Cameroon in the Central African Francophone zone is the latest oil exporter to turn to a Fund arrangement, as the fiscal toll left it unable to meet monetary union convergence targets. President Biya is one of the continent’s longest serving rulers, and the border with Nigeria has become embattled with the Boko Haram rebellion. Its President issued his first public declaration since May after unknown medical treatment. Bank exposure to oil companies has triggered fears of another crisis, as MSCI put the stock market on “self-standing” notice for its foreign exchange crunch implying near-term frontier index expulsion. Ghana has less than a year to go on its Fund facility as it registered a QI small primary fiscal surplus which may finally embed consolidation. The trade balance was also positive with cocoa exports up 25% in the quarter on forward sales. Gold and oil shipments and FDI rose as well and international reserves at $6.5 billion, a five-year high, have slowed currency intervention. Inflation is still in double digits and although foreign investors are back in the local bond market as external issuance is cautious yields may again spike on likely supply curbs to ensure that austerity is no longer finessed.


Islamic Finance’s Africa Affinity Sweepstakes

2017 June 18 by

Malaysia’s Islamic Finance Center regular bulletin surveyed the sector’s “centerpiece” status in a half dozen African countries, with 50 banks including major ones in Egypt, Nigeria, Kenya and South Africa providing sharia-compliant products through dedicated windows. Sukuk bonds in turn have spread to Senegal, Mauritius, Gambia and Morocco with the African Finance Corporation recently issuing a $150 million pilot. Globally the industry should have $6 trillion in assets by end-decade, and Kuala Lumpur’s example, with 75 percent of corporate fixed income in sukuk form, can be replicated elsewhere. The worldwide Islamic bond total last year was $350 billion, almost a 10 percent annual increase. The report argues that the style fits a “responsible investment” strategy with over $20 trillion in commitments and that the regulatory and liquidity management pieces are now in place with twenty core standards and official backstop facilities. African growth is partially due to Asian and Middle East funds seeking additional outlets and to its natural resource and demographic base creating demand for credit and savings tools. It is also a means to financial inclusion with the vast unbanked population, with family and friends relied on ten times more than formal sources for small-scale loans across eight representative countries including Niger, Uganda and Zambia. Micro-finance could be a catalyst for business such as halal food export and the Islamic Development Bank and Sudan have concentrated efforts there.  Regional infrastructure needs are close to $100 billion/year and long-term Islamic bonds should meet diversification goals as short term government activity picks up in Gambia, Cote d’Ivoire and Senegal. “ Green” clean energy projects are proliferating across the continent to relieve shortages where these techniques could be adopted at the outset, aided by technical assistance from official lenders as well as consulting and training arms attached to more advanced Islamic hubs.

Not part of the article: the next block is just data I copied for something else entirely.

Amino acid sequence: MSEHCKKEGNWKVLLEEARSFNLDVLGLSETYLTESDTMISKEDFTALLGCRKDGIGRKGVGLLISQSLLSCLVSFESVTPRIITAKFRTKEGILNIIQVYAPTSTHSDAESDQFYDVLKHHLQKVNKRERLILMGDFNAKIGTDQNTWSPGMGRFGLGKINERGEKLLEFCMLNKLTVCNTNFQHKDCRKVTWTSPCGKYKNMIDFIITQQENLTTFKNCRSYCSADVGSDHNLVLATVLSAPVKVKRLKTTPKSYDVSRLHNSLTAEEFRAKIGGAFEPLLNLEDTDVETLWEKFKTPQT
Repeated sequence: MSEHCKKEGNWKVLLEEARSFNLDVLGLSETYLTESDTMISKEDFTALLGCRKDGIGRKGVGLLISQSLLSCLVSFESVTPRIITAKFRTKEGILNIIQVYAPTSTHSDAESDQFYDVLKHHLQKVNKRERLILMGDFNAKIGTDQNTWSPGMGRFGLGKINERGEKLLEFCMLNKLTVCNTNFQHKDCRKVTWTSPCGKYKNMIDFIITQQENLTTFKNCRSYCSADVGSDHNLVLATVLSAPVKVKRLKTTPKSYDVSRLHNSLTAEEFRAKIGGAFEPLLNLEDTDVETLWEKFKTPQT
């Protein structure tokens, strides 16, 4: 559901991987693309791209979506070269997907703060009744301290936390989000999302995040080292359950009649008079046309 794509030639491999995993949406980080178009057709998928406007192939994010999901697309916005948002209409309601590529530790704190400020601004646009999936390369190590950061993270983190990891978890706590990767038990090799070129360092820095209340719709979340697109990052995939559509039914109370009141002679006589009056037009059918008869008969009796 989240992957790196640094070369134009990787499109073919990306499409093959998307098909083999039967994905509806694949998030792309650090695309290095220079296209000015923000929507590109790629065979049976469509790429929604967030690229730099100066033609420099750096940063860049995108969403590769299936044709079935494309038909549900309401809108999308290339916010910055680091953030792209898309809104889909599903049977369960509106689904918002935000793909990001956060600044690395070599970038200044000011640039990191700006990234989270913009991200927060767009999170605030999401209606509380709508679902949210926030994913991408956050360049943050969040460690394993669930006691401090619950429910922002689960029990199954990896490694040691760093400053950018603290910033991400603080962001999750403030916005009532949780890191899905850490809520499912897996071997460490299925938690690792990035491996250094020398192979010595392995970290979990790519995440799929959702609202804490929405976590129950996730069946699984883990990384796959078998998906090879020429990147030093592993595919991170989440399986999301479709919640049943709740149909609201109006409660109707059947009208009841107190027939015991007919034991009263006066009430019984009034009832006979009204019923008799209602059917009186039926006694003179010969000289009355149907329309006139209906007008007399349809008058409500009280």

Egypt’s previous push was associated with Muslim Brotherhood rule, but since President Al-Sisi came to power it has been tied to local and external bond market normalization in the context of IMF program return. Foreign investors have acquired $1 billion in domestic instruments after shunning them entirely since the Arab Spring. The first Fund mission praised the 9 percent of GDP budget deficit and 4% growth for the first quarter, although inflation spurted to 30 percent after currency and subsidy swings. The central bank hiked the policy rate 200 basis points to over 17 percent to further fatten local yields although taxation could change. Nigeria has also tightened monetary policy through open market operations and foreign exchange sales as officials try to ease currency controls in the belief that economic shock has passed with oil price recovery and non-oil sector stimulus. Spending is due to rise 10 percent in real terms in the latest budget as the government looks to foreign military and diplomatic support to fight Boko Haram and famine in the north. The president is still on extended medical leave with an undisclosed illness and the vice president is by all accounts in charge of the reform and stabilization agenda to include a new petroleum industry bill debated for years without passage. A diaspora external bond is in the pipeline with a sukuk version likely as the family expands.